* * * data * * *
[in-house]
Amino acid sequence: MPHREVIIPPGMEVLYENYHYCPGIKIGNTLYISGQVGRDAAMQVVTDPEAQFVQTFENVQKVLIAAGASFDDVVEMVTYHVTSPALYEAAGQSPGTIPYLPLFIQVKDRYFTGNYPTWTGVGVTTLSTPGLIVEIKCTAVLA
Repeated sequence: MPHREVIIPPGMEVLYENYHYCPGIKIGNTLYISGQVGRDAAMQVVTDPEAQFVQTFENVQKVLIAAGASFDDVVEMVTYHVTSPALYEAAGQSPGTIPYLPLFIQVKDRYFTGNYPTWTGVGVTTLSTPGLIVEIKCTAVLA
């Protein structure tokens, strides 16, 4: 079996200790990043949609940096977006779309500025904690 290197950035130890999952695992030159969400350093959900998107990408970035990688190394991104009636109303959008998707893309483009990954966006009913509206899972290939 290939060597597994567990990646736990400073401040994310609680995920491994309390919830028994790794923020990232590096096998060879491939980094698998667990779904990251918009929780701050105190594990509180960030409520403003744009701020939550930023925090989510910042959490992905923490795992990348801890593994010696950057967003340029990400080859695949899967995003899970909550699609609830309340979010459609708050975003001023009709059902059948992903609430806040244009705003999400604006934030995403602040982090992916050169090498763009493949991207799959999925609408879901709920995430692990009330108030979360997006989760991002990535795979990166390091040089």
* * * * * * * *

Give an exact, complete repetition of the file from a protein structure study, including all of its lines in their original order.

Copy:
[in-house]
Amino acid sequence: MPHREVIIPPGMEVLYENYHYCPGIKIGNTLYISGQVGRDAAMQVVTDPEAQFVQTFENVQKVLIAAGASFDDVVEMVTYHVTSPALYEAAGQSPGTIPYLPLFIQVKDRYFTGNYPTWTGVGVTTLSTPGLIVEIKCTAVLA
Repeated sequence: MPHREVIIPPGMEVLYENYHYCPGIKIGNTLYISGQVGRDAAMQVVTDPEAQFVQTFENVQKVLIAAGASFDDVVEMVTYHVTSPALYEAAGQSPGTIPYLPLFIQVKDRYFTGNYPTWTGVGVTTLSTPGLIVEIKCTAVLA
């Protein structure tokens, strides 16, 4: 079996200790990043949609940096977006779309500025904690 290197950035130890999952695992030159969400350093959900998107990408970035990688190394991104009636109303959008998707893309483009990954966006009913509206899972290939 290939060597597994567990990646736990400073401040994310609680995920491994309390919830028994790794923020990232590096096998060879491939980094698998667990779904990251918009929780701050105190594990509180960030409520403003744009701020939550930023925090989510910042959490992905923490795992990348801890593994010696950057967003340029990400080859695949899967995003899970909550699609609830309340979010459609708050975003001023009709059902059948992903609430806040244009705003999400604006934030995403602040982090992916050169090498763009493949991207799959999925609408879901709920995430692990009330108030979360997006989760991002990535795979990166390091040089």